KUALA LUMPUR, June 24 — Malaysians care little for obeying international human rights laws and have no qualms over the matter when dealing with countries that would present economic benefit, said a recent survey on global attitudes to human rights in 24 countries.
In the survey titled “The Age of Impunity?” led by global research firm Ipsos, almost half of Malaysian respondents said that while the country should take into account human rights laws, it should not do more than just consider it.
At 46 per cent, Malaysia’s proportion of those who thought a country should do little to heed such laws was the highest among all countries polled.
Malaysia also has among the highest proportion of respondents who said the country should just ignore those laws — at six per cent.
Meanwhile, just 22 per cent of Malaysian respondents said the country should never break those laws, while 12 per cent said the laws can only be broken in extreme circumstances.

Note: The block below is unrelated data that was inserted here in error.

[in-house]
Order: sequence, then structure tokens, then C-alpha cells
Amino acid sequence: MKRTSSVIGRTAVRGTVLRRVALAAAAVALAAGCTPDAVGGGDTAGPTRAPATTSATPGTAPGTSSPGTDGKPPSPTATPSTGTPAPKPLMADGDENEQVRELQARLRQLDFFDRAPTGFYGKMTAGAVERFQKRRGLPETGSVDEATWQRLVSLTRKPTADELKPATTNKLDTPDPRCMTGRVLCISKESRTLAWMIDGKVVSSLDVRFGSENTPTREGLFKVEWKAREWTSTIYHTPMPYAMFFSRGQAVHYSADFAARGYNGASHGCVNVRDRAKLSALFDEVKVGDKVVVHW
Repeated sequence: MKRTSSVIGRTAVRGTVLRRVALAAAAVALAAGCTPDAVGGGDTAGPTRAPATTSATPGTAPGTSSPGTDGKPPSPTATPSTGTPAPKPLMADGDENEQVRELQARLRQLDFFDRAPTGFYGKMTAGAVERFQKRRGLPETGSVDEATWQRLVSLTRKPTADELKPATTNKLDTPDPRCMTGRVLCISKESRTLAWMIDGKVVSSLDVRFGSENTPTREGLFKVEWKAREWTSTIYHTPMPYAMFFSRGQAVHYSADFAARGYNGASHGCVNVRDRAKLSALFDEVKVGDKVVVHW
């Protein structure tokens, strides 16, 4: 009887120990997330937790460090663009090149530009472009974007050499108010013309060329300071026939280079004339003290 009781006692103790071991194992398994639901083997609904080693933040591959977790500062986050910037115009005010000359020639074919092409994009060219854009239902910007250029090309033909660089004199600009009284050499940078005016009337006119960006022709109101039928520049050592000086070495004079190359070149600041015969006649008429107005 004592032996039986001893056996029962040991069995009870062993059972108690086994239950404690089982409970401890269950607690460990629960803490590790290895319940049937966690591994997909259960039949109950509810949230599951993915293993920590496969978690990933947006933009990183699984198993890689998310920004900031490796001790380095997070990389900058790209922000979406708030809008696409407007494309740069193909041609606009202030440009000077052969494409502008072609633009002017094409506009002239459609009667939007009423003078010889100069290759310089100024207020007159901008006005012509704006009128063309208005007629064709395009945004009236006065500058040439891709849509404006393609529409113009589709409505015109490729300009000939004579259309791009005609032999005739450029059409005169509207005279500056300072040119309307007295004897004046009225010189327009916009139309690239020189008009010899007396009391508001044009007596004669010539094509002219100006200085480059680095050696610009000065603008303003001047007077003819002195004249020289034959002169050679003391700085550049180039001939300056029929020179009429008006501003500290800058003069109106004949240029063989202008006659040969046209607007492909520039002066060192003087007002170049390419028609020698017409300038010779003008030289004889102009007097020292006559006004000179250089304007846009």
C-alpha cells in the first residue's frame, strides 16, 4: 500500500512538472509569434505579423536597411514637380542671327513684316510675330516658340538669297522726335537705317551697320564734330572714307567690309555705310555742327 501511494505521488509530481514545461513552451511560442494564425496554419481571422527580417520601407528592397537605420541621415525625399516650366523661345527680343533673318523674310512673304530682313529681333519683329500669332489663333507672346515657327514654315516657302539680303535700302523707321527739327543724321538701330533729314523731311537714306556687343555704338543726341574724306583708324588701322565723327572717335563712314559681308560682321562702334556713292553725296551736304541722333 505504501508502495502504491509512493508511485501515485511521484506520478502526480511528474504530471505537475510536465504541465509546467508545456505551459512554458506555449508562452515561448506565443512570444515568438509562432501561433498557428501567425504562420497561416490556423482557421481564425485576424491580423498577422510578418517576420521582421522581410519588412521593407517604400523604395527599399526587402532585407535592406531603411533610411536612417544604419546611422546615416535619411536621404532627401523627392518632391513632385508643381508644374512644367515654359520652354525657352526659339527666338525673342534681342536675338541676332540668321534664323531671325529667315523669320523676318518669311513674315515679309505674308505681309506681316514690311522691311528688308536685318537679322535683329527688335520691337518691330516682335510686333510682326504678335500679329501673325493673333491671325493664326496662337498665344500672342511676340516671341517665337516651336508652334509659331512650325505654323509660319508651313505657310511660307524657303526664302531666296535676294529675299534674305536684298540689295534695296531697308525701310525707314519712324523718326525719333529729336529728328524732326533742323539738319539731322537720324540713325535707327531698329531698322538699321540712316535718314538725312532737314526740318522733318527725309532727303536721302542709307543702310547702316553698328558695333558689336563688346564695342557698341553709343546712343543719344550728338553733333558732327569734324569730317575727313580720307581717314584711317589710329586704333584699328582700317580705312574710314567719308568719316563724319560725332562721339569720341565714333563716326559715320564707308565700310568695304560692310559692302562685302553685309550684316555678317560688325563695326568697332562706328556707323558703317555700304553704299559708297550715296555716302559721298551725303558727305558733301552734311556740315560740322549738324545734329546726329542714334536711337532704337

In comparison, 38 per cent of all respondents across the world said that the laws should never be broken, and just 22 per cent said they can just be taken into account.
Poland tops the list, where a whopping 58 per cent of respondents said such laws should never be broken.
The new Pakatan Harapan (PH) administration has recently backed out of signing the Rome Statute for International Criminal Court, and has also refused to ratify the International Convention on the Elimination of All Forms of Racial Discrimination (Icerd) due to pressure from ethno-religious groups.
This comes as 39 per cent of all Malaysian respondents said they felt the government would deal with any country regardless of their human rights record.
Only 27 per cent of the total said they believed that Malaysia will only deal with countries with good human rights track record, even if it harms the country’s economy.
In comparison, around half of the respondents from countries such as Sweden, Great Britain, Poland, and Germany said their governments will only deal with countries with good track record.
This comes as Malaysia continues to strengthen its economic deals with China, which came under international scrutiny for open persecution and oppression against the Muslim minorities especially, the Uyghur ethnic group.
The survey polled over 17,000 adults in 24 countries. According to it, Malaysian respondents are among the countries where the national sample is more urban and educated, and earning more, and are not representative of the whole country.
It was done in collaboration with the Policy Institute at King’s College London, and the US-UK Fulbright Commission.